Microsoft: We've open-sourced this tool we used to hunt for code by SolarWinds hackers

Microsoft tapped GitHub's CodeQL to discover whether its source code had been modified in the SolarWinds supply chain attack.

Microsoft is open-sourcing the CodeQL queries that it used to investigate the impact of Sunburst or Solarigate malware planted in the SolarWinds Orion software updates. Other organizations can use the queries to perform a similar analysis. 

Microsoft released the queries as part of its response to the attack on SolarWinds Orion network monitoring software, which was used to selectively compromise nine US federal agencies and 100 private sector firms, many of which were from the tech sector. 

Suspected Russian government-backed hackers compromised SolarWinds' build system in early 2020 to pull off the supply chain attack discovered by Microsoft and FireEye — a feat that Microsoft estimated took at least 1,000 engineers.

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"A key aspect of the Solorigate attack is the supply chain compromise that allowed the attacker to modify binaries in SolarWinds' Orion product," the Microsoft security team said in a blogpost

"These modified binaries were distributed via previously legitimate update channels and allowed the attacker to remotely perform malicious activities, such as credential theft, privilege escalation, and lateral movement, to steal sensitive information. The incident has reminded organizations to reflect not just on their readiness to respond to sophisticated attacks, but also the resilience of their own codebases."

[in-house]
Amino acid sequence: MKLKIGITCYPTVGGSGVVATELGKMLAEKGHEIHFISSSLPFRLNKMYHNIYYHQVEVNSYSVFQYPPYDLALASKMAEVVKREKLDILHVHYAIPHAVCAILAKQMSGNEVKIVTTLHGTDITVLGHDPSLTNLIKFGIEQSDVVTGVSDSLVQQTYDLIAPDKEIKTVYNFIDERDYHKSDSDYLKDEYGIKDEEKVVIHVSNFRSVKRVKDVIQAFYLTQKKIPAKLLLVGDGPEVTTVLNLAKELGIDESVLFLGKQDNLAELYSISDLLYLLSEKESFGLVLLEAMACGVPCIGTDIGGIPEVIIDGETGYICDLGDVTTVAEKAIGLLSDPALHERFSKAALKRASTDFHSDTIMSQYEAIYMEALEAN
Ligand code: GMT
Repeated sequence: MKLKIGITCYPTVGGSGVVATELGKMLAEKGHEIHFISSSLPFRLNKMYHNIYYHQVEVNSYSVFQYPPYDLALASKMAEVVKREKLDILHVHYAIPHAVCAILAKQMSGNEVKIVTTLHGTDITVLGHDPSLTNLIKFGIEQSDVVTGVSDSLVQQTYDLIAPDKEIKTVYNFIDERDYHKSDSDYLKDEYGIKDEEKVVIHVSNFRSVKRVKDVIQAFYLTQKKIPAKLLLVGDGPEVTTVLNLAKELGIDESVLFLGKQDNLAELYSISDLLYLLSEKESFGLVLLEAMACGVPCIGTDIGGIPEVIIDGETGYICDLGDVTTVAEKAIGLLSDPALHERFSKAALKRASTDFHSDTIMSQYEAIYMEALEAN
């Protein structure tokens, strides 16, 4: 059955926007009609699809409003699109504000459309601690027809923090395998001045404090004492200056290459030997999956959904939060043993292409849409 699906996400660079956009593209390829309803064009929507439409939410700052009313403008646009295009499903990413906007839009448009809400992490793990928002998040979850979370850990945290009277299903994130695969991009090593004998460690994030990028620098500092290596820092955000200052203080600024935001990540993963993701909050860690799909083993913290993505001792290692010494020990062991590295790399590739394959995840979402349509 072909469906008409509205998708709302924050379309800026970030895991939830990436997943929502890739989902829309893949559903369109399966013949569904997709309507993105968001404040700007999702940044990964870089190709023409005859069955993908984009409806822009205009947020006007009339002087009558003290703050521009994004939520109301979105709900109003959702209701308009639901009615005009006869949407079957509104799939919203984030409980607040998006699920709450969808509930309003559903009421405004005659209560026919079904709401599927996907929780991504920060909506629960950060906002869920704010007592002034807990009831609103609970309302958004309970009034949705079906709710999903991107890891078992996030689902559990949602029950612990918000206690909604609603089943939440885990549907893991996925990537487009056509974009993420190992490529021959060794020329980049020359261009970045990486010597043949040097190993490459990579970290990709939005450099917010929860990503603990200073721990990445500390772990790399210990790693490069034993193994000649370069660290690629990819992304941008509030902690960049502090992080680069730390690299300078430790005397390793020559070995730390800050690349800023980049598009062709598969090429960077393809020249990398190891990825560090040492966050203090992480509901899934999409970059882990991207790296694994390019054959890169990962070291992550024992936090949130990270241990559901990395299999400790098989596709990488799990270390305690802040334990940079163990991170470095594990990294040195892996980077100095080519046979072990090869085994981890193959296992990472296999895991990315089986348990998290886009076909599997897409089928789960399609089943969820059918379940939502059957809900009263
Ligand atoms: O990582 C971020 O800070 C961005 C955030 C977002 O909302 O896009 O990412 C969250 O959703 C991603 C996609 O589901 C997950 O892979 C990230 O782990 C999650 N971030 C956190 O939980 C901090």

Microsoft used CodeQL queries to analyze its source code and confirm there were no indicators of compromise (IoCs) and coding patterns associated with Solorigate aka Sunburst malware in its source code. 

Microsoft earlier this month admitted the SolarWinds hackers downloaded some Azure, Exchange, and Intune source code in what appeared to be a limited attack. It and FireEye were compromised by the tainted Orion update.

Static and dynamic code analysis are part of the defense line-up that organizations can use to detect a software-based attack.  

Microsoft warns that findings from the queries will need to be reviewed because indicators "can occur coincidentally in benign code."

It added: "Additionally, there is no guarantee that the malicious actor is constrained to the same functionality or coding style in other operations, so these queries may not detect other implants that deviate significantly from the tactics seen in the Solorigate implant."

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The company also shared some of its security philosophy. 

"Microsoft has long had integrity controls in place to verify that the final compiled binaries distributed to our servers and to our customers have not been maliciously modified at any point in the development and release cycle. For example, we verify that the source file hashes generated by the compiler match the original source files. Still, at Microsoft, we live by the "assume breach" philosophy, which tells us that regardless of how diligent and expansive our security practices are, potential adversaries can be equally as clever and resourced."

SolarWinds build processes were nor the only weak point the attackers exploited. At a US Senate hearing this week, CrowdStrike CEO George Kurtz critiqued Microsoft for "systemic weaknesses in the Windows authentication architecture", referring to Active Directory and Azure Active Directory, Reuters reported. These allowed the attackers to move laterally once compromising a network. CrowdStrike was targeted during the attack but said in December that is "suffered no impact".

Mike Hanley, the newly appointed chief security officer (CSO) of Microsoft-owned GitHub, said CodeQL provides, "key guardrails that help developers avoid incidents and shipping vulnerabilities".